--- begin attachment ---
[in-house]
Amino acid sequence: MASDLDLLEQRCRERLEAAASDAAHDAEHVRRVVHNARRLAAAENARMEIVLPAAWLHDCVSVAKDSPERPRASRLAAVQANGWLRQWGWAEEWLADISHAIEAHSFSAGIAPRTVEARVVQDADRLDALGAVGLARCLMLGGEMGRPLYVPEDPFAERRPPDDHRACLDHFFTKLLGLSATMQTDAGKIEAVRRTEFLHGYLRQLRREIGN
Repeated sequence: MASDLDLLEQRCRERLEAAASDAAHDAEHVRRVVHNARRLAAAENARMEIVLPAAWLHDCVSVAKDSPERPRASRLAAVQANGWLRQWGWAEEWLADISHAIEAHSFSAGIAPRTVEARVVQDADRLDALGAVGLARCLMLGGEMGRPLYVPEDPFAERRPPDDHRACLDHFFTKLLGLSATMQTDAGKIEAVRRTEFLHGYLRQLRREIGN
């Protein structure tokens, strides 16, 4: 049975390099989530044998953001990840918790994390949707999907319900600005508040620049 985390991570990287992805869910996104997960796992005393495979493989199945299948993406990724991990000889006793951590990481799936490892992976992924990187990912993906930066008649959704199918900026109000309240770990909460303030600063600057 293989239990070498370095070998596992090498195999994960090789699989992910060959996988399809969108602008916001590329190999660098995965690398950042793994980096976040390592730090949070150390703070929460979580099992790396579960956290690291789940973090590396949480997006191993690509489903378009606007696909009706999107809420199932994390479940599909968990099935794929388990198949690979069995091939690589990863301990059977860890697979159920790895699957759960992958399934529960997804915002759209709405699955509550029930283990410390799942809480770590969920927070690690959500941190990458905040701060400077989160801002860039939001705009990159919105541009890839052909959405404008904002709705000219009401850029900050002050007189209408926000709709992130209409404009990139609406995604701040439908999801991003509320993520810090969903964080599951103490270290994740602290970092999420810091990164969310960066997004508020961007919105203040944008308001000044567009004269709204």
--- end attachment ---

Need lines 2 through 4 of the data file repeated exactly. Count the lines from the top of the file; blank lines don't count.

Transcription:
Amino acid sequence: MASDLDLLEQRCRERLEAAASDAAHDAEHVRRVVHNARRLAAAENARMEIVLPAAWLHDCVSVAKDSPERPRASRLAAVQANGWLRQWGWAEEWLADISHAIEAHSFSAGIAPRTVEARVVQDADRLDALGAVGLARCLMLGGEMGRPLYVPEDPFAERRPPDDHRACLDHFFTKLLGLSATMQTDAGKIEAVRRTEFLHGYLRQLRREIGN
Repeated sequence: MASDLDLLEQRCRERLEAAASDAAHDAEHVRRVVHNARRLAAAENARMEIVLPAAWLHDCVSVAKDSPERPRASRLAAVQANGWLRQWGWAEEWLADISHAIEAHSFSAGIAPRTVEARVVQDADRLDALGAVGLARCLMLGGEMGRPLYVPEDPFAERRPPDDHRACLDHFFTKLLGLSATMQTDAGKIEAVRRTEFLHGYLRQLRREIGN
């Protein structure tokens, strides 16, 4: 049975390099989530044998953001990840918790994390949707999907319900600005508040620049 985390991570990287992805869910996104997960796992005393495979493989199945299948993406990724991990000889006793951590990481799936490892992976992924990187990912993906930066008649959704199918900026109000309240770990909460303030600063600057 293989239990070498370095070998596992090498195999994960090789699989992910060959996988399809969108602008916001590329190999660098995965690398950042793994980096976040390592730090949070150390703070929460979580099992790396579960956290690291789940973090590396949480997006191993690509489903378009606007696909009706999107809420199932994390479940599909968990099935794929388990198949690979069995091939690589990863301990059977860890697979159920790895699957759960992958399934529960997804915002759209709405699955509550029930283990410390799942809480770590969920927070690690959500941190990458905040701060400077989160801002860039939001705009990159919105541009890839052909959405404008904002709705000219009401850029900050002050007189209408926000709709992130209409404009990139609406995604701040439908999801991003509320993520810090969903964080599951103490270290994740602290970092999420810091990164969310960066997004508020961007919105203040944008308001000044567009004269709204």